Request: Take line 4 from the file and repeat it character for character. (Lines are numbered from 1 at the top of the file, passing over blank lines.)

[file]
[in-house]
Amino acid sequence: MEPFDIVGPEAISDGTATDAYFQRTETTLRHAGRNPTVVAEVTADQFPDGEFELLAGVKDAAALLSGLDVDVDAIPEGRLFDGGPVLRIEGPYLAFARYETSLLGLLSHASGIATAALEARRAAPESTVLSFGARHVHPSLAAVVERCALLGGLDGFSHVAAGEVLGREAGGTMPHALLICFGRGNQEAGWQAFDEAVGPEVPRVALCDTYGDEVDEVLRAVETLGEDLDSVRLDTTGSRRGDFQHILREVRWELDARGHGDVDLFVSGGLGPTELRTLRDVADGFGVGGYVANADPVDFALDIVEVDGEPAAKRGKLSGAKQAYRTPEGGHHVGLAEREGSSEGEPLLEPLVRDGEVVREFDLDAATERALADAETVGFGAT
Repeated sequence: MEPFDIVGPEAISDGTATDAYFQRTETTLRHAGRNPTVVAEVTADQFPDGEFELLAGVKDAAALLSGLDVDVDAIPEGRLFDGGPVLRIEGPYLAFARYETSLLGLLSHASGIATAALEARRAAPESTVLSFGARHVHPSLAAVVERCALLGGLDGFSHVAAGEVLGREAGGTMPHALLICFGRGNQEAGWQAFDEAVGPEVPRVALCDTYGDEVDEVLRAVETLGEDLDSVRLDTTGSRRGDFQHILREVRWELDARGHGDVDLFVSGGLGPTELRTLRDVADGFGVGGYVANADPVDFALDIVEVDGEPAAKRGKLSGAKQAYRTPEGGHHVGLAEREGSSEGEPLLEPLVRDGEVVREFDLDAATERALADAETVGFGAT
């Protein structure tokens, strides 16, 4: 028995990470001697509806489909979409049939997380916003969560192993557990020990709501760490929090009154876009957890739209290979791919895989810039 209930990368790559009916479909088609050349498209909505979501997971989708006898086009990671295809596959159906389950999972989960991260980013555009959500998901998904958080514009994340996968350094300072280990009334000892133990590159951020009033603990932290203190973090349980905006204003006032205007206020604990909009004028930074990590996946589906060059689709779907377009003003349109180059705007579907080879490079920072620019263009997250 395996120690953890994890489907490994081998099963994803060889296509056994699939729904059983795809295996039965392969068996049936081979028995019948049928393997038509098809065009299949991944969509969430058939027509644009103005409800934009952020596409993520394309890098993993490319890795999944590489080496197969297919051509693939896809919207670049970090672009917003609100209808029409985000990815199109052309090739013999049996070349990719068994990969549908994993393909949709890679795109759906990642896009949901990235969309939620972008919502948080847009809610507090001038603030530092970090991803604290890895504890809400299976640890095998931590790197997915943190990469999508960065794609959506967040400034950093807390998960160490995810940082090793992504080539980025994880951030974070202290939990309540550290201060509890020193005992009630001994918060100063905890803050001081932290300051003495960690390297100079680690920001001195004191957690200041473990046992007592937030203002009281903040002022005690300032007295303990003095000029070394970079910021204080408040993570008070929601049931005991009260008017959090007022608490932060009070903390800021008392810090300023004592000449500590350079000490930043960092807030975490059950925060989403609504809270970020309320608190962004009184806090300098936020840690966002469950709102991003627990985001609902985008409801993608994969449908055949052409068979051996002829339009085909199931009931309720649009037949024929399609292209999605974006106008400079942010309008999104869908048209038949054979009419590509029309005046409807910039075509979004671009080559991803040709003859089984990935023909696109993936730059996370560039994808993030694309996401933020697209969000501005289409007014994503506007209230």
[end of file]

């Protein structure tokens, strides 16, 4: 028995990470001697509806489909979409049939997380916003969560192993557990020990709501760490929090009154876009957890739209290979791919895989810039 209930990368790559009916479909088609050349498209909505979501997971989708006898086009990671295809596959159906389950999972989960991260980013555009959500998901998904958080514009994340996968350094300072280990009334000892133990590159951020009033603990932290203190973090349980905006204003006032205007206020604990909009004028930074990590996946589906060059689709779907377009003003349109180059705007579907080879490079920072620019263009997250 395996120690953890994890489907490994081998099963994803060889296509056994699939729904059983795809295996039965392969068996049936081979028995019948049928393997038509098809065009299949991944969509969430058939027509644009103005409800934009952020596409993520394309890098993993490319890795999944590489080496197969297919051509693939896809919207670049970090672009917003609100209808029409985000990815199109052309090739013999049996070349990719068994990969549908994993393909949709890679795109759906990642896009949901990235969309939620972008919502948080847009809610507090001038603030530092970090991803604290890895504890809400299976640890095998931590790197997915943190990469999508960065794609959506967040400034950093807390998960160490995810940082090793992504080539980025994880951030974070202290939990309540550290201060509890020193005992009630001994918060100063905890803050001081932290300051003495960690390297100079680690920001001195004191957690200041473990046992007592937030203002009281903040002022005690300032007295303990003095000029070394970079910021204080408040993570008070929601049931005991009260008017959090007022608490932060009070903390800021008392810090300023004592000449500590350079000490930043960092807030975490059950925060989403609504809270970020309320608190962004009184806090300098936020840690966002469950709102991003627990985001609902985008409801993608994969449908055949052409068979051996002829339009085909199931009931309720649009037949024929399609292209999605974006106008400079942010309008999104869908048209038949054979009419590509029309005046409807910039075509979004671009080559991803040709003859089984990935023909696109993936730059996370560039994808993030694309996401933020697209969000501005289409007014994503506007209230």